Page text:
House lawmakers took the co-directors of the Securities and Exchange Commission’s enforcement division to task Wednesday on the agency’s oversight of initial coin offerings, with Rep. Brad Sherman, D-Calif., calling on the SEC officials to “shut it all down.”
During a hearing Wednesday on oversight of the SEC, enforcement co-director Steven Peikin told the House Financial Services Committee’s Capital Markets Subcommittee that the division has leveraged its Cyber Unit to address the following areas:
- Market manipulation schemes involving false information spread through electronic and social media;
- Hacking to obtain material, nonpublic information and trading on that information;
- Violations involving distributed ledger technology and initial coin offerings;
- Misconduct perpetrated using the dark web;
- Intrusions into online retail brokerage accounts; and
- Cyber-related threats to trading platforms and other critical market infrastructure.
“In an effort to keep pace with technological change, we’re focusing the enforcement division’s efforts and resources on emerging cyber-related threats and issues, including issues relating to hacking, data breaches, virtual currencies and initial coin offerings,” Peikin told the lawmakers. “We think these are among the greatest risks facing investors and the financial markets today.”
But Sherman told the SEC officials that the agency hasn’t acted quickly enough to protect ICO investors.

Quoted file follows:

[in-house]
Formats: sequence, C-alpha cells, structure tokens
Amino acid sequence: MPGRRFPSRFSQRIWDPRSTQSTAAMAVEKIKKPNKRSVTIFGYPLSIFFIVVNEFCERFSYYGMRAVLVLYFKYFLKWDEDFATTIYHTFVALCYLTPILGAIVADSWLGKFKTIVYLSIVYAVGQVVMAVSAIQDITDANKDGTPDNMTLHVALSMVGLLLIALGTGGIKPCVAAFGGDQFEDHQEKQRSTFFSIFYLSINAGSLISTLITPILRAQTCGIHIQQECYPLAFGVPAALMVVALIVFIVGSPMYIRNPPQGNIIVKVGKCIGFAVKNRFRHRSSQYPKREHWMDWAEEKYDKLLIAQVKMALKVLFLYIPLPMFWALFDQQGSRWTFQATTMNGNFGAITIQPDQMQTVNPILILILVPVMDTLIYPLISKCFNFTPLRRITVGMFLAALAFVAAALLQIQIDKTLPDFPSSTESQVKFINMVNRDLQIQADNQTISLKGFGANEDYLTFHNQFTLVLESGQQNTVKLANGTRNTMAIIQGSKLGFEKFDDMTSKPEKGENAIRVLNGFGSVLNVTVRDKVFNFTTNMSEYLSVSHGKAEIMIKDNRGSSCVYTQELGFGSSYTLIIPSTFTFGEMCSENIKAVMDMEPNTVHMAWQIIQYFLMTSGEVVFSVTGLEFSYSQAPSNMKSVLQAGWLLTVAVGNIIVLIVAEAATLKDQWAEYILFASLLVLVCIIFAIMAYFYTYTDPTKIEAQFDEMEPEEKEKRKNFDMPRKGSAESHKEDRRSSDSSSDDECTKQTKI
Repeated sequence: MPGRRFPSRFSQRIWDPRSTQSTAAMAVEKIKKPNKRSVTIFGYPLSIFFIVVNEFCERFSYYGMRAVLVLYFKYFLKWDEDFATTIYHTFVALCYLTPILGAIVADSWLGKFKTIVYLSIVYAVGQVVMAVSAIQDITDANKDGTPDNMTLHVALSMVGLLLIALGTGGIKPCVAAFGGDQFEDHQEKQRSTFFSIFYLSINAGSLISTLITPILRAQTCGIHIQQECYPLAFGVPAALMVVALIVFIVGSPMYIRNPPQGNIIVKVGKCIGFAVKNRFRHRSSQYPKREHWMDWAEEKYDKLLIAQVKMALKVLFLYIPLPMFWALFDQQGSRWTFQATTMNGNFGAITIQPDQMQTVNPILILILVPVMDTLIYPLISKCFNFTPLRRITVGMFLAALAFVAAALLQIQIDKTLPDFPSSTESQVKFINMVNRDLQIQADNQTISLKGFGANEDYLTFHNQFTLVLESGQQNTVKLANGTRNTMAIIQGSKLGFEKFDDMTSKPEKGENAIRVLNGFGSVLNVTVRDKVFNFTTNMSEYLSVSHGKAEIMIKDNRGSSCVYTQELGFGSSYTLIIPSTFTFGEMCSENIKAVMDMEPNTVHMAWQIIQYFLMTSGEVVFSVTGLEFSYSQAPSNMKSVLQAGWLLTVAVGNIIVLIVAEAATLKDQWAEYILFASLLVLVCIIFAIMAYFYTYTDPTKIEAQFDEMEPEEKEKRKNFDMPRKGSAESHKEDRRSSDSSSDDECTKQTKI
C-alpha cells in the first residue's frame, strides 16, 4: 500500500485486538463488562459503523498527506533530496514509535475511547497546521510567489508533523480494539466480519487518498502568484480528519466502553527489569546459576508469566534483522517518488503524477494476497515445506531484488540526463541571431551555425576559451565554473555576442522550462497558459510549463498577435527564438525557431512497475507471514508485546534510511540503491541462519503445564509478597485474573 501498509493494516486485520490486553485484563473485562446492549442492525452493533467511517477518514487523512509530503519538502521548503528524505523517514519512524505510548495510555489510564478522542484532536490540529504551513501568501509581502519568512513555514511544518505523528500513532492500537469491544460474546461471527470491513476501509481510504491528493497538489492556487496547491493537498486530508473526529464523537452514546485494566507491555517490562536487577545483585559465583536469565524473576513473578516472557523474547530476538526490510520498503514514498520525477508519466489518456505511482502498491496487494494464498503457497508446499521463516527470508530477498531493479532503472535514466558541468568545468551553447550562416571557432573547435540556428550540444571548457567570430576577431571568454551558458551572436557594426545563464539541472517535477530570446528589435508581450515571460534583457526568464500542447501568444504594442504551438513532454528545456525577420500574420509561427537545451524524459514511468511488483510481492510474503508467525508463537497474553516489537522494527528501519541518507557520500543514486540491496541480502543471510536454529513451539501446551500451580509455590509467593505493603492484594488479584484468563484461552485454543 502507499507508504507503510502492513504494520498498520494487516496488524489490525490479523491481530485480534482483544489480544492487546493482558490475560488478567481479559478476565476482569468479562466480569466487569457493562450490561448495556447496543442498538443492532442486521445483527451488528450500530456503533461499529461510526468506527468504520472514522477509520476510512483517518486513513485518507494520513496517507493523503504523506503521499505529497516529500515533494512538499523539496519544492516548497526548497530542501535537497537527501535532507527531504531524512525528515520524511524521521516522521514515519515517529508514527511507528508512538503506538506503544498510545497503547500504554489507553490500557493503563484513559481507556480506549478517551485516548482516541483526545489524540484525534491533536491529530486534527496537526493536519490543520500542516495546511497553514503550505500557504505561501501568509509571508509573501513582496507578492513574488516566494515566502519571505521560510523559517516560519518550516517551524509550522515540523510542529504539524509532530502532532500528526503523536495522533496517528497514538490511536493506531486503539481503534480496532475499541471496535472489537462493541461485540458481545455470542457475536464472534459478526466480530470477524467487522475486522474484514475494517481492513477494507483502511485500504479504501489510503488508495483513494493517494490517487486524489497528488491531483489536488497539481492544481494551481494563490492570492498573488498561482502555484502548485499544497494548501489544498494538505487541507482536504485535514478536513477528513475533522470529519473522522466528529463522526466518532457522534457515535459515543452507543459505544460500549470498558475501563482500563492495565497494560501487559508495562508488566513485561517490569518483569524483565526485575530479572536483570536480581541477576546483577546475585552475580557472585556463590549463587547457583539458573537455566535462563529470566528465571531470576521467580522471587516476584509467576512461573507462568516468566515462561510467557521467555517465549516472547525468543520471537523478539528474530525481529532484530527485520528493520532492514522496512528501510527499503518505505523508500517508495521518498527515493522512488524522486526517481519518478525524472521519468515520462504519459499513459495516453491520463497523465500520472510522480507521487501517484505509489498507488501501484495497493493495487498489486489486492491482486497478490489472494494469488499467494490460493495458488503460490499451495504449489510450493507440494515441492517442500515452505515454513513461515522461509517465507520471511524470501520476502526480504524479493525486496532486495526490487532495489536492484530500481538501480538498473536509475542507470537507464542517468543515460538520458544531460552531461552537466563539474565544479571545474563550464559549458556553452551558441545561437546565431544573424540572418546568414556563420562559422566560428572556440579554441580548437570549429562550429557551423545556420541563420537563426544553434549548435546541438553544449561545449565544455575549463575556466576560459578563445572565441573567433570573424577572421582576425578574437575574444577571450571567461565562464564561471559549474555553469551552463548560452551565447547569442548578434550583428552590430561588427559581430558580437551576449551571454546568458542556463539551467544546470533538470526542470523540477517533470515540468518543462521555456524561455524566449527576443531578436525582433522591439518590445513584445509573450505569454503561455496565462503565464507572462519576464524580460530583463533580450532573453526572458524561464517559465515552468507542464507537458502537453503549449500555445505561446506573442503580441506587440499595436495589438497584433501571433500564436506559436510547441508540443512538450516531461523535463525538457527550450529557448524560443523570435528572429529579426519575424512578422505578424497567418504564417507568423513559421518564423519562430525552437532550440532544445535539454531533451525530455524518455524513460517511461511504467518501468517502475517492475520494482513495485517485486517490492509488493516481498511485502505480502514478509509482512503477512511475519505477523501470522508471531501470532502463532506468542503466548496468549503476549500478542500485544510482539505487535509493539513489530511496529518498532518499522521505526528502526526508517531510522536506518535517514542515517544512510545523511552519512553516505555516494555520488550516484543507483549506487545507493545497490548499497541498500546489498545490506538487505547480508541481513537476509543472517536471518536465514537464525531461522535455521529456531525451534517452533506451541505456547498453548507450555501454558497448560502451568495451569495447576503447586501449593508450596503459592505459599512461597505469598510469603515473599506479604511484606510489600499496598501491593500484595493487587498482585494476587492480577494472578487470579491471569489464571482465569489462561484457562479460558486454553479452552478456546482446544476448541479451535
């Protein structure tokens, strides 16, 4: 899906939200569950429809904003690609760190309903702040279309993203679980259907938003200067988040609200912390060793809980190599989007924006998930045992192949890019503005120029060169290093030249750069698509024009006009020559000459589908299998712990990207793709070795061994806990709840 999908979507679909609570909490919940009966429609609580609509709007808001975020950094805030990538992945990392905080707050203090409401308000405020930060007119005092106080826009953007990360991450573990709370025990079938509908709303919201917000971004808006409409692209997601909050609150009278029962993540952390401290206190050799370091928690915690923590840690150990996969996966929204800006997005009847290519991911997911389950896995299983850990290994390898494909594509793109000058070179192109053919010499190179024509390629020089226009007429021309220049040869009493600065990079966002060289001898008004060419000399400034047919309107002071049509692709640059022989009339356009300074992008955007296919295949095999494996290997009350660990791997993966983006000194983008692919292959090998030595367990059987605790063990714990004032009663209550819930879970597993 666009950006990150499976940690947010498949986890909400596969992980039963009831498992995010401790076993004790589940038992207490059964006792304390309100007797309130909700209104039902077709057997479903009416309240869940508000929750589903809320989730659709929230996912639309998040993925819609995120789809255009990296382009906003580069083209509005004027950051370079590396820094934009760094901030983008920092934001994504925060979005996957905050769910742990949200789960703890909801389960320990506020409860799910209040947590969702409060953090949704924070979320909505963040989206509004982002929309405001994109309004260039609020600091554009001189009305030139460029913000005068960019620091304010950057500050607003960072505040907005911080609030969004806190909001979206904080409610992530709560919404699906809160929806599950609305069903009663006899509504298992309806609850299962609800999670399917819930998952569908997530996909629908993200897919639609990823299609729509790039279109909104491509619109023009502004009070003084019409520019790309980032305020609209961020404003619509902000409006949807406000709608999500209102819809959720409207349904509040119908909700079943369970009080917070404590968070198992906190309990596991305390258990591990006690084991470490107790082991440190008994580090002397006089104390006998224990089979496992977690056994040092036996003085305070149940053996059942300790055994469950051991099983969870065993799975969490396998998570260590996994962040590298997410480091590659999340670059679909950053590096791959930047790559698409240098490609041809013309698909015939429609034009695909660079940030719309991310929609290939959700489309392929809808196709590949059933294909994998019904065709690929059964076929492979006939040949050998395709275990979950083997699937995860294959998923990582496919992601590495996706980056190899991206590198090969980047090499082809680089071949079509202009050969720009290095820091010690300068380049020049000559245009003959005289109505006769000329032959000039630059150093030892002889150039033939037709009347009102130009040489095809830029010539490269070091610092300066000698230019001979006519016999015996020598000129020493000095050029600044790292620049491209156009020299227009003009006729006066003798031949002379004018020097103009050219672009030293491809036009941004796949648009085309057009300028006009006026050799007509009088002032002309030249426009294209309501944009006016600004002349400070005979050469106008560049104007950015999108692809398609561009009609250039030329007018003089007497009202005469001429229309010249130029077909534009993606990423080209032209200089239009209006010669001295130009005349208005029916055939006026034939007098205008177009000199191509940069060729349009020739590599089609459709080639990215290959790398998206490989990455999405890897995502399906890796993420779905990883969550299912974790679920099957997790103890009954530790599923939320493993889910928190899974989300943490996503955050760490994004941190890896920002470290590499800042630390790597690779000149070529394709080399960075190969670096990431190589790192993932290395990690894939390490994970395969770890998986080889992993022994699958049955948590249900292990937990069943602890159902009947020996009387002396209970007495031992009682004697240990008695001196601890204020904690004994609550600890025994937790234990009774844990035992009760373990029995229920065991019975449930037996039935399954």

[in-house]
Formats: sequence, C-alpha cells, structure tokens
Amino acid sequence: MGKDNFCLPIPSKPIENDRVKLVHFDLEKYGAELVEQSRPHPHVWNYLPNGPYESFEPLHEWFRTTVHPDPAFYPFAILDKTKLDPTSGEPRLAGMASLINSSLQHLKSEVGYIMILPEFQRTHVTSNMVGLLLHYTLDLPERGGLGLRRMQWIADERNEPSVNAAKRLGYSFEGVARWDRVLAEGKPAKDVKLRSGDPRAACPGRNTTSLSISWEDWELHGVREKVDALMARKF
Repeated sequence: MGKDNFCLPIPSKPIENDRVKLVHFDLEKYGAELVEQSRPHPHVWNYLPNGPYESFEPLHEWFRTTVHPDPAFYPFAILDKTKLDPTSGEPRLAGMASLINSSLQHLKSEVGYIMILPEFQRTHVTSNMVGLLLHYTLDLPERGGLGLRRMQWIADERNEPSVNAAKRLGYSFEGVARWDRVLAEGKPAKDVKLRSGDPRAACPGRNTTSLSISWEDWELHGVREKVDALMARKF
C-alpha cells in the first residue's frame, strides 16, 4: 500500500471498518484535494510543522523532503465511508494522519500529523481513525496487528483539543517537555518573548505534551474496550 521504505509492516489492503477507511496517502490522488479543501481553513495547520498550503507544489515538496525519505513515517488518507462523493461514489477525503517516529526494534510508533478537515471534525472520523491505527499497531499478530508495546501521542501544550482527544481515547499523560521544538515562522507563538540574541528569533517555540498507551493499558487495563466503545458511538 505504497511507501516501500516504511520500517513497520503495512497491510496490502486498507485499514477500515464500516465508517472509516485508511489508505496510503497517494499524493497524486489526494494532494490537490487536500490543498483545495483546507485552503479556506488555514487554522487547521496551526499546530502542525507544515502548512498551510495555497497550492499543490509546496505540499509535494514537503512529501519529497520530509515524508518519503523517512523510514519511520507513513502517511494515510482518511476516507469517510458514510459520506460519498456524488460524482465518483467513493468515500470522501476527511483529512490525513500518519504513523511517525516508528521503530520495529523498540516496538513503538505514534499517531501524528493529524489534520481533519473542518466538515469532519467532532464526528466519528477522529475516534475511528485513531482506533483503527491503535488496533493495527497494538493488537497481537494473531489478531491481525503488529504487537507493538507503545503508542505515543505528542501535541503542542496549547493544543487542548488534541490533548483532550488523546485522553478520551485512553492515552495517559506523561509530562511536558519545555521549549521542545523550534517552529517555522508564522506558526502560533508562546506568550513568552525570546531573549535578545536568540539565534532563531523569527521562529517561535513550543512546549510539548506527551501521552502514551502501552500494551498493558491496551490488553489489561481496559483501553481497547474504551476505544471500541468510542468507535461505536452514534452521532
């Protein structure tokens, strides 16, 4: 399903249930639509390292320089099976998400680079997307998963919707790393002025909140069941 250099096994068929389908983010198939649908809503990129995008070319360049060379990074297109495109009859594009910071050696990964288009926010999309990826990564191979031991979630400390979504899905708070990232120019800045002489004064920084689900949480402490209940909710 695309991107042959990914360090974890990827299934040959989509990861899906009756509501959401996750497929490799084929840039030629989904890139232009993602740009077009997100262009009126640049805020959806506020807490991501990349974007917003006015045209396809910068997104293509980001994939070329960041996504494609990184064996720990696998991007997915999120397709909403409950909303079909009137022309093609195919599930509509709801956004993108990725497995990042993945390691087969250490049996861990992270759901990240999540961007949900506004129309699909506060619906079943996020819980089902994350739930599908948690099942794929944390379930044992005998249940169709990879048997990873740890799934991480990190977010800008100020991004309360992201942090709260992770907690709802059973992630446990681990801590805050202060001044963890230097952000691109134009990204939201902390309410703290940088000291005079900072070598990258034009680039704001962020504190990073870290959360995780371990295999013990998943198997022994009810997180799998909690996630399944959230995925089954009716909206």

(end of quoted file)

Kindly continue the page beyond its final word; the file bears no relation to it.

“When somebody is trying to fund creation of jobs, they’ve got to do it very carefully or you’re on them for a misstatement in Footnote 27,” he said. “When somebody is selling cryptocurrencies to investors, it’s taken you awhile to shut them down, you’re still wondering, there’s still delay.”
Rep. Carolyn Maloney, D-N.Y., said that there was “strong debate about whether a token that is offered in an ICO can be a security when it is first issued to investors and then later evolve into something that is not a security.”
Stephanie Avakian, co-director of the enforcement division along with Peikin, responded “that’s really a question for the agency’s Division of Corporation Finance.”
That said, “it’s always going to be a facts and circumstances test as to whether something meets the definition of a security,” Avakian said. “If the substance of something changes over time, that analysis is going to have to continue to happen. But we really do look at the substance of the transaction, not the name of it.”
The SEC’s Office of Investor Education and Advocacy also released Wednesday a mock initial coin offering website, HoweyCoins.com, that mimics a coin offering to educate investors about what to look for before they invest in a scam. Those clicking on “Buy Coins Now” will be directed instead to investor education tools and tips from the SEC and other financial regulators.
Impact of Supreme Court’s Kokesh Decision
In the last fiscal year, the commission returned a record $1.07 billion to harmed investors, Peikin said.
However, despite the agency’s ability to recover funds for investors, Peikin told the lawmakers, the recent Supreme Court decision in Kokesh vs. SEC “threatens” the agency’s ability to continue to recover investor funds when it comes to “long-running frauds.”
That decision, Peikin said, held that “claims for disgorgement were subject to a five-year statute of limitations. As you would expect, many fraudsters try to conceal their schemes, some are successful and defraud investors for years before they’re discovered.”